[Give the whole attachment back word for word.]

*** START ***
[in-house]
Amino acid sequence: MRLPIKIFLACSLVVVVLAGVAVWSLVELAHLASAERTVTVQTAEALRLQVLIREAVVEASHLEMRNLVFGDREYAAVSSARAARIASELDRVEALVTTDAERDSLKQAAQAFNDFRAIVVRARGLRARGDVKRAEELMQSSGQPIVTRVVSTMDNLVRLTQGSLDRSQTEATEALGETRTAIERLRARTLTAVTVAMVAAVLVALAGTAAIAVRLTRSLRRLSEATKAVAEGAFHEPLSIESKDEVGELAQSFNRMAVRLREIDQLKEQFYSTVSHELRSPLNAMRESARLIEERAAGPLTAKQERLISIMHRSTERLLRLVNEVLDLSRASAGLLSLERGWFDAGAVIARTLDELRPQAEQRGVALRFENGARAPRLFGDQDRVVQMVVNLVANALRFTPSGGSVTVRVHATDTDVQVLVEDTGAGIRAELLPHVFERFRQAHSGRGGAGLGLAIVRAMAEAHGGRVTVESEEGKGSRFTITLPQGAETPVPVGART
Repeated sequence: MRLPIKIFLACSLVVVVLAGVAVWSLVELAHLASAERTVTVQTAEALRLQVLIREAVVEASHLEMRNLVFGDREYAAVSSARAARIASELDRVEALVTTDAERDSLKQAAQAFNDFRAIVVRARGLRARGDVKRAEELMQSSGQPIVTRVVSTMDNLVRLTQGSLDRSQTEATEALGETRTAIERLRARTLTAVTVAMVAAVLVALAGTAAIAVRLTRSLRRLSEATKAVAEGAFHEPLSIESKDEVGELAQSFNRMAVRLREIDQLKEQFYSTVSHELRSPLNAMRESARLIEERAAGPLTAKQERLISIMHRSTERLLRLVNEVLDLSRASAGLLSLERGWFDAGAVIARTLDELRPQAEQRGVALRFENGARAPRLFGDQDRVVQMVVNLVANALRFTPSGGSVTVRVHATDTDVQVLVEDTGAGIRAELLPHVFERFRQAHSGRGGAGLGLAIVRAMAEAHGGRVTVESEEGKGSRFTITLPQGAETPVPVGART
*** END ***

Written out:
[in-house]
Amino acid sequence: MRLPIKIFLACSLVVVVLAGVAVWSLVELAHLASAERTVTVQTAEALRLQVLIREAVVEASHLEMRNLVFGDREYAAVSSARAARIASELDRVEALVTTDAERDSLKQAAQAFNDFRAIVVRARGLRARGDVKRAEELMQSSGQPIVTRVVSTMDNLVRLTQGSLDRSQTEATEALGETRTAIERLRARTLTAVTVAMVAAVLVALAGTAAIAVRLTRSLRRLSEATKAVAEGAFHEPLSIESKDEVGELAQSFNRMAVRLREIDQLKEQFYSTVSHELRSPLNAMRESARLIEERAAGPLTAKQERLISIMHRSTERLLRLVNEVLDLSRASAGLLSLERGWFDAGAVIARTLDELRPQAEQRGVALRFENGARAPRLFGDQDRVVQMVVNLVANALRFTPSGGSVTVRVHATDTDVQVLVEDTGAGIRAELLPHVFERFRQAHSGRGGAGLGLAIVRAMAEAHGGRVTVESEEGKGSRFTITLPQGAETPVPVGART
Repeated sequence: MRLPIKIFLACSLVVVVLAGVAVWSLVELAHLASAERTVTVQTAEALRLQVLIREAVVEASHLEMRNLVFGDREYAAVSSARAARIASELDRVEALVTTDAERDSLKQAAQAFNDFRAIVVRARGLRARGDVKRAEELMQSSGQPIVTRVVSTMDNLVRLTQGSLDRSQTEATEALGETRTAIERLRARTLTAVTVAMVAAVLVALAGTAAIAVRLTRSLRRLSEATKAVAEGAFHEPLSIESKDEVGELAQSFNRMAVRLREIDQLKEQFYSTVSHELRSPLNAMRESARLIEERAAGPLTAKQERLISIMHRSTERLLRLVNEVLDLSRASAGLLSLERGWFDAGAVIARTLDELRPQAEQRGVALRFENGARAPRLFGDQDRVVQMVVNLVANALRFTPSGGSVTVRVHATDTDVQVLVEDTGAGIRAELLPHVFERFRQAHSGRGGAGLGLAIVRAMAEAHGGRVTVESEEGKGSRFTITLPQGAETPVPVGART